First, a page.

Discover Gold Rush Gems On Your Monterey Boat
Nearly two centuries ago, hundreds of thousands of travelers traveled to California with glimmering visions of gold in their eyes — the Gold Rush was here, and they weren’t going to miss out on the loot hiding in the young state’s rocky terrain.
Today, traveling to the Golden State isn’t necessarily the best prospect (pun intended!) for finding the gem it’s named for. Yes, gold panning is still a fun family you can do while you’re in town, but it’s not necessarily going to get you rich. Traveling to Gold Rush country with your Monterey sport boat will, however, give you a front-row seat to some of the country’s most beautiful, secluded waterways — and isn’t that quite the treasure in itself?
Nestled among California’s rolling foothills are several aquatic gems worth visiting for the view — and some splashing fun, too. Just read on as we share a few of our favorite such spots.
You might already know that Lake Tahoe is a great destination for boaters, anglers, and adventurers of every sort — but did you know that it’s right next to Gold Rush country, too? Lake Tahoe is actually located on the eastern edge of the Sierra Nevada goldfields, so you can easily pair a trip to the lake with a trek through Gold Rush history.
At this time of year, you’ll start to see much of Lake Tahoe turn into a sparkling, winter wonderland. But during the summer, it’s a hotspot for boating, wakeboarding, and any attraction you can think of — a reputation it gained post-Gold Rush, when residents of the newly formed San Francisco would flock to Tahoe for vacation time. Hey, it’s a classic getaway spot for a reason!
New Melones Lake
Another Sierra Nevada gem, New Melones Lake is worth a visit if you find yourself in Sonora, aka “Queen of the Southern Mines.” The city’s historic downtown is a great place to shop, tour, or grab breakfast before cruising the hilly shores of New Melones — which, by the way, the Best Fishing in America guide considers one of the top spots for fishing largemouth bass in Northern California.
Scotts Flat Lake
Scotts Flat once served as a historic mining district during the Gold Rush — but today, it’s best-known as an alpine escape perfect for savoring a slower pace with paddleboarding or fishing. In fact, this year, Only In Your State ranked it No. 1 on its list of Gorgeous Northern California Lakes.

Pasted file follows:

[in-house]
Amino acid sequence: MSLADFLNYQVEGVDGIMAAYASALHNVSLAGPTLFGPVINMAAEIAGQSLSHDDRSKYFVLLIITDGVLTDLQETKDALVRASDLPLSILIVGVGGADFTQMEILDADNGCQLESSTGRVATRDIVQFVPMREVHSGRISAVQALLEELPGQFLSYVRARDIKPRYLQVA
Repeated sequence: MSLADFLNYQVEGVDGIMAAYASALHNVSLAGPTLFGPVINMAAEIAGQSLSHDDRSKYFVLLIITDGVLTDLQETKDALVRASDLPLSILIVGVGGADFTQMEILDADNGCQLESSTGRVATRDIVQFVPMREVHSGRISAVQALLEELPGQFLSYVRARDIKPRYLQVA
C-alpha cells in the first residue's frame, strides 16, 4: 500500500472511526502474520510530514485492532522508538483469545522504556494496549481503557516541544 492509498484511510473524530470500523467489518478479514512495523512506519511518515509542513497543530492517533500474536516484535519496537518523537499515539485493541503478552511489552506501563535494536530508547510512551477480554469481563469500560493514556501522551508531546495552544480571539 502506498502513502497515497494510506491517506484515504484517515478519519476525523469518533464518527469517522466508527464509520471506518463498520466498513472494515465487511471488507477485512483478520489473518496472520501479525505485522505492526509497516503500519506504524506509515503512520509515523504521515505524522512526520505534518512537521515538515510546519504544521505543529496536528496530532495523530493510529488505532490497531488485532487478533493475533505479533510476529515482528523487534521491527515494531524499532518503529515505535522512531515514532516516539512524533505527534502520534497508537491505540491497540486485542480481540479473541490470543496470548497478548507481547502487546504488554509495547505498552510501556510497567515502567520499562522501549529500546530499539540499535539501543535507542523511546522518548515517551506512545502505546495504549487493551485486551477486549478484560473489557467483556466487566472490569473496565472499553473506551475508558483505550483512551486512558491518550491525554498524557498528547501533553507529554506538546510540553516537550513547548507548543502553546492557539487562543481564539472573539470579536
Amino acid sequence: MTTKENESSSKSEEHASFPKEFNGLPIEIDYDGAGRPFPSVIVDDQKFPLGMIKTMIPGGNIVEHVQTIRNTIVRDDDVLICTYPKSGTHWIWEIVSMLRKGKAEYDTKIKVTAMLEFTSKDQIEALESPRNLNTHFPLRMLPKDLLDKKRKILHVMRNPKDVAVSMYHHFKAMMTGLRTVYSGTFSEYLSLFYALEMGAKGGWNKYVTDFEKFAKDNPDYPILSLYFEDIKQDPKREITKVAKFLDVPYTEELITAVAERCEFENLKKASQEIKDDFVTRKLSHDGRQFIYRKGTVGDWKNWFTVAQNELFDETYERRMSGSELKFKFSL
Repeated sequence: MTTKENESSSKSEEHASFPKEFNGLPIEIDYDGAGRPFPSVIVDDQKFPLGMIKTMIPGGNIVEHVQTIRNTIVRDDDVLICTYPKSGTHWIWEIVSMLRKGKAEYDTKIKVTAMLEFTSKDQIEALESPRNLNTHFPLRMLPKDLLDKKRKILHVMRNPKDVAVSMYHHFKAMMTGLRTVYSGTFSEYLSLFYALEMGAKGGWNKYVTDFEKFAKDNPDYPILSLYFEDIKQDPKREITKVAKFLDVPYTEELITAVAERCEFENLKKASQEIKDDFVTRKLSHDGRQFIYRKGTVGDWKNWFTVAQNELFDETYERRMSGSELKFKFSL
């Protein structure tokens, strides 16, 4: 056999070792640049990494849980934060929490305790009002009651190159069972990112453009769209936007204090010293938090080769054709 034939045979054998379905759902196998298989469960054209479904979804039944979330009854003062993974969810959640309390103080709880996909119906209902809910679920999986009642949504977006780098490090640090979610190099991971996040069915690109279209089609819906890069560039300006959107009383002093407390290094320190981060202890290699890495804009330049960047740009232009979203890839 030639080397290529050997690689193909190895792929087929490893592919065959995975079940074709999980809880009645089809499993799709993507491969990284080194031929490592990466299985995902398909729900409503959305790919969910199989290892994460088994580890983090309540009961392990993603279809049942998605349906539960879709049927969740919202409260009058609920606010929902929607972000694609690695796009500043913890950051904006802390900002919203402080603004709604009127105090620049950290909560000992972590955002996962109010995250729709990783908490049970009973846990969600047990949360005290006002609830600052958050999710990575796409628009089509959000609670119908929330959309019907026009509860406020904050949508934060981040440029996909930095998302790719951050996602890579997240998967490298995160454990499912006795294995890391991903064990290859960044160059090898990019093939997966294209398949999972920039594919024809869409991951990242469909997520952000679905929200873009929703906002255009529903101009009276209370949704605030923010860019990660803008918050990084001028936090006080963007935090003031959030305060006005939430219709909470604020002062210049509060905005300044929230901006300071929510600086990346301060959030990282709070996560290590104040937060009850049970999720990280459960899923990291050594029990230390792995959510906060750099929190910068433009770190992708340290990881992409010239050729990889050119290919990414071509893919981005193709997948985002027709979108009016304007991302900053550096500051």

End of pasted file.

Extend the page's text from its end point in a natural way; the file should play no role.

One of the larger lakes on our Gold Rush itinerary is Folsom Lake, located northeast of Sacramento — California’s capital and a major piece of Gold Rush history. In fact, it remains California’s capital today due to the central role it played in the state’s development all those decades ago.
Many beautiful photos of Folsom Lake come from its springtime bloom of lupines, the purple bluebonnet flowers that come to life every April. However, Folsom Lake is just as beautiful at any other time of the year, too. Plus, on warmer days, it’s a great place to practice your wakeboard or waterski runs, as the spacious central body turns into two smaller legs that provide plenty of long, sweeping curves to explore.
One of the most important pieces of Gold Rush history happened in 1848, on the South Fork of the American River. Here, during the construction of the Sutter’s Mill sawmill, gold was discovered for the first time — setting off a surge of hopeful prospectors looking for gold in and around the area. The size and topography of the American River makes it better for smaller boating adventures like paddleboarding or rafting — the perfect accompaniment to a Monterey tour of larger bodies of water nearby.
Gold jewelry might be a popular gift option for the holiday season — but in our book, a trip to these destinations might be even better! We hope that today’s virtual tour helps you discover a fun, unsung slice of California’s boating scene.
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